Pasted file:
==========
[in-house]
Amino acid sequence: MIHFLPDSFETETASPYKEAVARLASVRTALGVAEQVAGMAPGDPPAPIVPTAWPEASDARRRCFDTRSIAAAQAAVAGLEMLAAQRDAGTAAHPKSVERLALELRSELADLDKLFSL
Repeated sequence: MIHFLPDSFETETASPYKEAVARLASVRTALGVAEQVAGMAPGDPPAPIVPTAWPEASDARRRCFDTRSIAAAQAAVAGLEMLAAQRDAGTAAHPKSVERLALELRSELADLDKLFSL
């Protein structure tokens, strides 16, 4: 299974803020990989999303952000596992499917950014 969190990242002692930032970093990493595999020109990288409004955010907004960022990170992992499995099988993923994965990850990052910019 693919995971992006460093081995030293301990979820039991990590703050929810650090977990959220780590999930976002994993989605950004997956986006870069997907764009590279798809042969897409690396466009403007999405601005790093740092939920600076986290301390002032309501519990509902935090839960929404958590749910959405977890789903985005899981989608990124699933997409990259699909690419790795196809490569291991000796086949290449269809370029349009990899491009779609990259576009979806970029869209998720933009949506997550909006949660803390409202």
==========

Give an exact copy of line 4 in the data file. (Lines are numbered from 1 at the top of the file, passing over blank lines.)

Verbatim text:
């Protein structure tokens, strides 16, 4: 299974803020990989999303952000596992499917950014 969190990242002692930032970093990493595999020109990288409004955010907004960022990170992992499995099988993923994965990850990052910019 693919995971992006460093081995030293301990979820039991990590703050929810650090977990959220780590999930976002994993989605950004997956986006870069997907764009590279798809042969897409690396466009403007999405601005790093740092939920600076986290301390002032309501519990509902935090839960929404958590749910959405977890789903985005899981989608990124699933997409990259699909690419790795196809490569291991000796086949290449269809370029349009990899491009779609990259576009979806970029869209998720933009949506997550909006949660803390409202």